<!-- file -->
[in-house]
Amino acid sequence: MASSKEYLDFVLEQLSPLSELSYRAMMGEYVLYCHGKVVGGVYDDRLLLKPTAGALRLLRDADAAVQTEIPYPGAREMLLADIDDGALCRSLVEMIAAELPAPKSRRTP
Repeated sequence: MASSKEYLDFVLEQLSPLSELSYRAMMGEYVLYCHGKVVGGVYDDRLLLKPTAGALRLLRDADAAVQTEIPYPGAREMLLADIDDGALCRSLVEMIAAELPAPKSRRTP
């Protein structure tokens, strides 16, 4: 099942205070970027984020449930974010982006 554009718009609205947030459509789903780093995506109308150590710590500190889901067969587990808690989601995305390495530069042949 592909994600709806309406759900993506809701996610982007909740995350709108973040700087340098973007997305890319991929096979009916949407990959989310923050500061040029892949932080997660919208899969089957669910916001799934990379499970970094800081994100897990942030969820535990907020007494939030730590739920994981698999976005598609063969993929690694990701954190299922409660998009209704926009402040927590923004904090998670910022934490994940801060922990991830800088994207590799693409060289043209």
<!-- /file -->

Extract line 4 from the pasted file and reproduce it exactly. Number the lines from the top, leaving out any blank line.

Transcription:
């Protein structure tokens, strides 16, 4: 099942205070970027984020449930974010982006 554009718009609205947030459509789903780093995506109308150590710590500190889901067969587990808690989601995305390495530069042949 592909994600709806309406759900993506809701996610982007909740995350709108973040700087340098973007997305890319991929096979009916949407990959989310923050500061040029892949932080997660919208899969089957669910916001799934990379499970970094800081994100897990942030969820535990907020007494939030730590739920994981698999976005598609063969993929690694990701954190299922409660998009209704926009402040927590923004904090998670910022934490994940801060922990991830800088994207590799693409060289043209």